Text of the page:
For the "Mid-2011" models, OWC once more touched off a firestorm across the blogosphere by reporting that Apple has gone even further in the company's effort to restrict hard drive upgrade options:
For the main 3.5" SATA hard drive bay in the new 2011 machines, Apple has altered the SATA power connector itself from a standard 4-wire power configuration to a 7-wire configuration. Hard drive temperature control is regulated by a combination of this cable and Apple proprietary firmware on the hard drive itself. From our testing, we've found that removing this drive from the system, or even from that bay itself, causes the machines hard drive fans to spin at maximum speed and replacing the drive with any non-Apple original drive will result in the iMac failing the Apple Hardware Test (AHT). . .
We've installed our Mercury Pro 6G SSD in that bay, it too results in ludicrous speed engaged fans and an AHT failure. In short, the Apple-branded main hard drive cannot be moved, removed or replaced.
Needless to say, this obstacle to upgrade the hard drive was quite disappointing.
Hard Drive Upgrade Solutions
Stating that the "Apple-branded main hard drive cannot be moved, removed, or replaced" in the 2011 iMac models may have been a bit pessimistic, and perhaps should have been qualified by "officially" and "easily."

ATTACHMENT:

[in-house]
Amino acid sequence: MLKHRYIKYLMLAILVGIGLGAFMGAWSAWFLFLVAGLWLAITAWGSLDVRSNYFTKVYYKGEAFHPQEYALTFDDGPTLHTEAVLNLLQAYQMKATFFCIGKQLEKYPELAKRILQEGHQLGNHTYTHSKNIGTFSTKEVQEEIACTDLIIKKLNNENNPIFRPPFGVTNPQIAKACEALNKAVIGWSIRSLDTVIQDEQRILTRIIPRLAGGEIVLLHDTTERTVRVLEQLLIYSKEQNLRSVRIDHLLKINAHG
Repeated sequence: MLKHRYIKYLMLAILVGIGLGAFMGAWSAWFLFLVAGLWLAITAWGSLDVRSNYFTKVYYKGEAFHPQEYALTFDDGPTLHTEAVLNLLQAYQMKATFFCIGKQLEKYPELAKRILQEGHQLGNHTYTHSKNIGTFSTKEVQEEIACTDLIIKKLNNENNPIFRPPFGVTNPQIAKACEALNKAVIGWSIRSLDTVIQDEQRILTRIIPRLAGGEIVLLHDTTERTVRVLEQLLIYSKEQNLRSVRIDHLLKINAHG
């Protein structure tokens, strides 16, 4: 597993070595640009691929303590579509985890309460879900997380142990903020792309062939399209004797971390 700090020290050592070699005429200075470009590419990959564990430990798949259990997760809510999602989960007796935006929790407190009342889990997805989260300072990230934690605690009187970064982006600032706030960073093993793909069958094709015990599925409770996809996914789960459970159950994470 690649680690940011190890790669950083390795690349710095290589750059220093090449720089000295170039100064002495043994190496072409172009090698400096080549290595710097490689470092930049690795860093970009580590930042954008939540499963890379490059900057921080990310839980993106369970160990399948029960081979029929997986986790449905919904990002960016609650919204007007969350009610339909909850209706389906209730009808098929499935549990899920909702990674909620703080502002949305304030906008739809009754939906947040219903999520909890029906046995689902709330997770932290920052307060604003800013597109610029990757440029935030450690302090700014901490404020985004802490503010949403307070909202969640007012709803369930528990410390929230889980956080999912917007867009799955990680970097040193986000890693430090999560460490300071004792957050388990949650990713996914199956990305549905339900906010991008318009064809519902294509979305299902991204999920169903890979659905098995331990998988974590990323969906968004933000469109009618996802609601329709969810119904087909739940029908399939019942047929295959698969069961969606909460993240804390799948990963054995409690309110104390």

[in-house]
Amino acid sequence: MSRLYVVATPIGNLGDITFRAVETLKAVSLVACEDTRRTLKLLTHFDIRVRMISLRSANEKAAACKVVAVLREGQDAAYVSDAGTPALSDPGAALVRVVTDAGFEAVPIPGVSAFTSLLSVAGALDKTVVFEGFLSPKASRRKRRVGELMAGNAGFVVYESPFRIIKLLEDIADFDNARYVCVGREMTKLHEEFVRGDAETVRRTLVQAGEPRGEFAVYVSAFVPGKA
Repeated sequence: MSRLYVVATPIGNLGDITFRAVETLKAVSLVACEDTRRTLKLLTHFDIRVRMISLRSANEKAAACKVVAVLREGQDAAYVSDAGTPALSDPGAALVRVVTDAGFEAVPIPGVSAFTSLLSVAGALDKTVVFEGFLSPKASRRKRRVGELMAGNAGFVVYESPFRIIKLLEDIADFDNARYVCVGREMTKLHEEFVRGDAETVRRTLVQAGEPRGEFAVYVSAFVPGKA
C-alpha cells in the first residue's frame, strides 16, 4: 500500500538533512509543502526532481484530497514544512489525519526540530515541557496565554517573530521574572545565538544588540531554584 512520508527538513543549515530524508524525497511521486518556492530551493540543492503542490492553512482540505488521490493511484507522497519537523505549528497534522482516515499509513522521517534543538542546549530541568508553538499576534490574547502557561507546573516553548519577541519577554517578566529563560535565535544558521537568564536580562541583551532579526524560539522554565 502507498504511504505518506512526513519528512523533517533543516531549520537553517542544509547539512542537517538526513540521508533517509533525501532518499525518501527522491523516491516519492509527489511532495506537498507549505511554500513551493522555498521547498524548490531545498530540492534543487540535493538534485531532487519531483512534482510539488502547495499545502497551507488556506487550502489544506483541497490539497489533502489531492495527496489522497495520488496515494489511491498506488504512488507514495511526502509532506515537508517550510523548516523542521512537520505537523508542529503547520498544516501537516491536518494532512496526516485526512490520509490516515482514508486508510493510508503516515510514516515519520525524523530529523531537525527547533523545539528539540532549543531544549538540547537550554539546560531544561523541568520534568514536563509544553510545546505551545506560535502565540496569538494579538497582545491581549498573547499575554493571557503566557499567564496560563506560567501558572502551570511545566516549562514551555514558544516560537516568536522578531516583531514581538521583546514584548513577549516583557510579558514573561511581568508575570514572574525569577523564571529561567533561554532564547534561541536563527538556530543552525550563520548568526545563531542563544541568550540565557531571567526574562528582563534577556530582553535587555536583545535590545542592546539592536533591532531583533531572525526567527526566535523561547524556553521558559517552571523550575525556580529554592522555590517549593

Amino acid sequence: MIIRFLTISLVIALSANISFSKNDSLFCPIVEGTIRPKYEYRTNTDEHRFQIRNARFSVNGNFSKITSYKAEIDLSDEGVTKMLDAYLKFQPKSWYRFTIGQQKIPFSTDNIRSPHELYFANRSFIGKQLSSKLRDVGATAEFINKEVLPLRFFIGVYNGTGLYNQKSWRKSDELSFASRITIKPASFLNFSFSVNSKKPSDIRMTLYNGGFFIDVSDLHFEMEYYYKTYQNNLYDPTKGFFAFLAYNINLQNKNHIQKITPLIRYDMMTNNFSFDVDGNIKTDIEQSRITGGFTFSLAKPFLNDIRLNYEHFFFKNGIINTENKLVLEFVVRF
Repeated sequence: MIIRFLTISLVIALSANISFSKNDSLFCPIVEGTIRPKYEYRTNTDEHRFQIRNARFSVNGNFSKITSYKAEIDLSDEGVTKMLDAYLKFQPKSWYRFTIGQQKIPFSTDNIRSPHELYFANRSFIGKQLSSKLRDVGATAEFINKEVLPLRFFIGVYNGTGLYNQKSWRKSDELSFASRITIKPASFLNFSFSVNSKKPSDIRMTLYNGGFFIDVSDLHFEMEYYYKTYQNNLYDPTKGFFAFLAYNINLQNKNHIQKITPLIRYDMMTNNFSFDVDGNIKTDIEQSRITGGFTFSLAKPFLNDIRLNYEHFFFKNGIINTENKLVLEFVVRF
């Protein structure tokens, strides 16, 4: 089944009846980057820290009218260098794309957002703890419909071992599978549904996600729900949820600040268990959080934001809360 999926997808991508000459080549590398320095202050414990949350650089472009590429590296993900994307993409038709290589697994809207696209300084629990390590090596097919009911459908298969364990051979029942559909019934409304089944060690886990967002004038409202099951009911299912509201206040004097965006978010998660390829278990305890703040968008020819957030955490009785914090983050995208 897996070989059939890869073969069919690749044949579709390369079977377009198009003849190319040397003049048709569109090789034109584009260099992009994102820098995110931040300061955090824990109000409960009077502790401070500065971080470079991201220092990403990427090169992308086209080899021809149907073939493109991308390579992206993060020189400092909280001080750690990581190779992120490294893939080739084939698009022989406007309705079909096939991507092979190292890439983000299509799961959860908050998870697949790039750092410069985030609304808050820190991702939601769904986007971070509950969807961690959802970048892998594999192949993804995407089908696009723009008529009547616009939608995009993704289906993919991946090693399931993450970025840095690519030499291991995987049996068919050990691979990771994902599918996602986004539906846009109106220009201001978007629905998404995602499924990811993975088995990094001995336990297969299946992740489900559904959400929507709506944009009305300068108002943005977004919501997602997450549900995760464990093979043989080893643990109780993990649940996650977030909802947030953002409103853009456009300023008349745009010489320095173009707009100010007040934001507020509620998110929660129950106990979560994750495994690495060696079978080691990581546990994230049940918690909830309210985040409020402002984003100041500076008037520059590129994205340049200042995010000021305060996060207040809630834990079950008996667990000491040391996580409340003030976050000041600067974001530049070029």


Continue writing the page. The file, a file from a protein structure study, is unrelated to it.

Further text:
The HDD Fan Control software application -- available for US$10 -- cleverly:
Installs as a preference pane to allow you to adjust the speed of the internal hard drive fan and to set a temperature to speed relationship, temperature of the drive is obtained using S.M.A.R.T. so an Apple temperature sensor is not required [in any 21.5-Inch or 27-Inch Aluminum iMac].
A hardware-based option, as first discovered by HardMac, may be forthcoming as well. Gravis, which long-term readers may know from all the way back to their Mac clone days, has developed a "cBreeze" component "which will be able to replace the sensor inside the hard drive" rather than "short-circuiting some [specific thermal-related] pins in the power supply of the hard drive," which also may be a quick-and-dirty solution, albeit one with unknown long-term consequences.